Tuesday, April 3, 2012

Hungry Bees?

Spring is really slow coming on, again.  You know it's bad when you get excited about a day that will reach 60F almost a week in advance.  Today was one of those days and tomorrow 1 to 3 inches of snow is predicted to fall.  So, I took advantage of the weather to open the hives and add some more feed to the bees.
My plan was to open the hives, remove a frame and add an inline feeder filled with 1:1 sugar solution.  Also, I had left a frame of drone comb (the green one) that needed to get out of there.  I use them during the active season for varroa mite management but that is a whole other blog entry.  A pollen replacement patty was to be added, too.
This hive is already to go:  feeder in on the right and the patty is laying on the top of the bars.  Look at all those bees!  I guess they survived the winter.
Both hives were treated to a new inner cover also.  I feel good at the amount of bees in each hive and hope to make "splits" off both hives so we can go into the main nectar flow with four hives.

This is my third spring with my bees and I am still learning.  One thing I'm second guessing myself on is whether or not the bees even need my help this spring.  When I removed a frame from each hive, it was pretty obvious that there is still honey in the hives.  Should I have let them deplete their honey supply more instead of feeding them?  Not quite sure I am doing what is best for them but then I look at the weather for the next week and we only have rain, snow and highs in the 40Fs to look forward to.  Their only food would be what's in the hive since there would be no foraging in that kind of weather.

Keeping my fingers crossed that I did the right thing.  Hopefully we will have another "warm" day to open the hives and see how much brood the queens are producing.  Stay tuned!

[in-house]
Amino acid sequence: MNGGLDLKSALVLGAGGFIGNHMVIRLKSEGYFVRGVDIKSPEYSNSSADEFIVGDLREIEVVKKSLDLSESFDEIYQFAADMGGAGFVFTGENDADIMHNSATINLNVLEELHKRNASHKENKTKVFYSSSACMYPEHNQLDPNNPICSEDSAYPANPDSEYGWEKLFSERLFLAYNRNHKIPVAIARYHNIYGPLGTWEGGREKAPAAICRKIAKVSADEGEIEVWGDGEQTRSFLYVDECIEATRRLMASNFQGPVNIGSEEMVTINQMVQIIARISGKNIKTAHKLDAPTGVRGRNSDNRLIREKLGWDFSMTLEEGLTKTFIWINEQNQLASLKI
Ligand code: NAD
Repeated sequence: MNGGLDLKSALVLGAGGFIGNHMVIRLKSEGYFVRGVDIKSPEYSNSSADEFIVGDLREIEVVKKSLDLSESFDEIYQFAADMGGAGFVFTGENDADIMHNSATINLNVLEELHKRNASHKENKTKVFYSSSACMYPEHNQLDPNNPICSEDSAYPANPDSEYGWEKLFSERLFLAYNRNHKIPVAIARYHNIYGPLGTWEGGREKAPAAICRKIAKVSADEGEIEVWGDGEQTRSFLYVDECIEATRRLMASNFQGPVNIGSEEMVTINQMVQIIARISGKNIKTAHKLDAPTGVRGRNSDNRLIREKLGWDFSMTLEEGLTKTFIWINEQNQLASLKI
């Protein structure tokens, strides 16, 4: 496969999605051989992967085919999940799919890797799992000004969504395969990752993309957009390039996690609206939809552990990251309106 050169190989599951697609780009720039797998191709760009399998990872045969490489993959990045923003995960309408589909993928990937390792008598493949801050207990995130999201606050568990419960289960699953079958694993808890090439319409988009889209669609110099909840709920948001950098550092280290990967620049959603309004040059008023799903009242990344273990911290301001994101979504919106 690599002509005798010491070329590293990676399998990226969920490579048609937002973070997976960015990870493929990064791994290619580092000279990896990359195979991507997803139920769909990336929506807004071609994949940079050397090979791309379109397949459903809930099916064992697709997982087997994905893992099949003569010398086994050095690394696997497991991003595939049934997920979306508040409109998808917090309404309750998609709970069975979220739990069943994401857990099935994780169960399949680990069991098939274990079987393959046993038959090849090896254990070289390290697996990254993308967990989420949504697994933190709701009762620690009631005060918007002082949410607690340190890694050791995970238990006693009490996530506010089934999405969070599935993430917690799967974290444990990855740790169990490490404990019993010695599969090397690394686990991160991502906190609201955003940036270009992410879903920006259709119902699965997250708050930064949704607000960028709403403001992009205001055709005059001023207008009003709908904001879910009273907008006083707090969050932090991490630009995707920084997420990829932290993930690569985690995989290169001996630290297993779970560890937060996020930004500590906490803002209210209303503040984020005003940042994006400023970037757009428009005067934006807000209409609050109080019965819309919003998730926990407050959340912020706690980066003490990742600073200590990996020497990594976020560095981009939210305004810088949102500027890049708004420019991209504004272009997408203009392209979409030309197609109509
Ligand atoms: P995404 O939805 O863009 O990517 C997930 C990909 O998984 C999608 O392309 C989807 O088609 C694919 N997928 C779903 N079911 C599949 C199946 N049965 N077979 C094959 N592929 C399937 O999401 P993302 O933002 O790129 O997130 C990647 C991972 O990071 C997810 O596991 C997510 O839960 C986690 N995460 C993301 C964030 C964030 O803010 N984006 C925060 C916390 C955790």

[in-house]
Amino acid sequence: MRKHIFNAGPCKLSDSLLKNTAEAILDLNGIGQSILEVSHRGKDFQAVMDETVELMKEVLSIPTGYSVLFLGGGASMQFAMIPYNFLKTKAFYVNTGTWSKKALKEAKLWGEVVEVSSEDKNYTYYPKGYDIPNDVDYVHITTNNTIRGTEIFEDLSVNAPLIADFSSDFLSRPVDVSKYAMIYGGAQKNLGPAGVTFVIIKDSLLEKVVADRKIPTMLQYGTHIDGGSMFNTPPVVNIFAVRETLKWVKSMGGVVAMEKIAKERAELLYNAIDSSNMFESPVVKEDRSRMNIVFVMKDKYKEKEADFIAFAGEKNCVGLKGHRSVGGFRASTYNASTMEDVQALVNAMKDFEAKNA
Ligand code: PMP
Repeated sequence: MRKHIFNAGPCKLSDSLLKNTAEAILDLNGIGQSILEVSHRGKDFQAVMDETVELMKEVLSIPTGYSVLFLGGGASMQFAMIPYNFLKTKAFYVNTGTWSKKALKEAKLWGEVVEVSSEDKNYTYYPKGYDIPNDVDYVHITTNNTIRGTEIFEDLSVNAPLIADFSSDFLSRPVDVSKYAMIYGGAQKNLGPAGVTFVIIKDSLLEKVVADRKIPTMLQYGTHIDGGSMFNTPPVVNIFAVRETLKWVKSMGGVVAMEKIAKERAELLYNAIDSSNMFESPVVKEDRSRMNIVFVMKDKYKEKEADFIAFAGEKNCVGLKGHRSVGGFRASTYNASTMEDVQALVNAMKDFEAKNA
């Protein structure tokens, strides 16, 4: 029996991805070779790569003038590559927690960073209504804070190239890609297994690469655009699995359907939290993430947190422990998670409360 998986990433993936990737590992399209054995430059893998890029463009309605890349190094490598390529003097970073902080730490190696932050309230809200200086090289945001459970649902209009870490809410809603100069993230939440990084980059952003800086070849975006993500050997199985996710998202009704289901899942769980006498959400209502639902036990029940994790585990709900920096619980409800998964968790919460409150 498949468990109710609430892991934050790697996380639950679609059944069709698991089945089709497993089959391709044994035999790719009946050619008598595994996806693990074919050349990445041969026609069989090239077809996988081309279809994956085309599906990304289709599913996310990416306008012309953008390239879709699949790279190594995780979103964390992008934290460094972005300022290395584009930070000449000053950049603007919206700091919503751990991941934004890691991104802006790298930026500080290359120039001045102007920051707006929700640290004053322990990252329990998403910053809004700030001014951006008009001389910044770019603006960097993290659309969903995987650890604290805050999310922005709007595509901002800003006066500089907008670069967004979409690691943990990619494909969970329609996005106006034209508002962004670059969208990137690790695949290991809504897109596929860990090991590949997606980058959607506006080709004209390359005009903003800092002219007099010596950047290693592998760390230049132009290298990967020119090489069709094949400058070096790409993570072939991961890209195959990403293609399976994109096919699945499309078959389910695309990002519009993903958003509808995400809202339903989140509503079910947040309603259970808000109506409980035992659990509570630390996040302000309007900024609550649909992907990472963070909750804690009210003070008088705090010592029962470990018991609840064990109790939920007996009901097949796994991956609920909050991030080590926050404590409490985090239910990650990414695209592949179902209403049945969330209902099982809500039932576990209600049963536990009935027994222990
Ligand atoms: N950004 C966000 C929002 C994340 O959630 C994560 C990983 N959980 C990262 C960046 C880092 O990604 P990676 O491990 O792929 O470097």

1. I keep watching these posts thinking how much I would love to have fresh honey but then I look again and think. Lord, look at all those bees! I think I need a book on beekeeping before I try anything. I would love a list of what to get so that I could get things slowly.

    1. Hi Becky,
      Yes, it is a lot of bees but you do get used to in time. I started with what is called a "package" 10,000 workers plus a queen. A healthy grows to about 60,000 going into late fall.
      What you could do is contact a local beekeeping club and take a class with them to get some "hands on" to see if you like being around the bees. they are so amazing, I think you'll end up liking them.
      Check out: http://www.mannlakeltd.com/ and look at the complete hive kits to get an idea of what you need to buy to get started. Also, "Beekeeping for Dummies" is a GREAT book to read that's easy to understand, it's my favorite.

  2. I admire people like you that keep bees. It must be hard work at times, but very rewarding.

    Thanks so much for stopping by my blog and leaving such a lovely comment. I am going to visit your gallery now -- you are so talented! Have a wonderful week!

    1. Thanks Nancy, I love your blog :)
      Yes, check out my paintings and I'll keep adding more.
      I need to do some beekeeping paintings, too.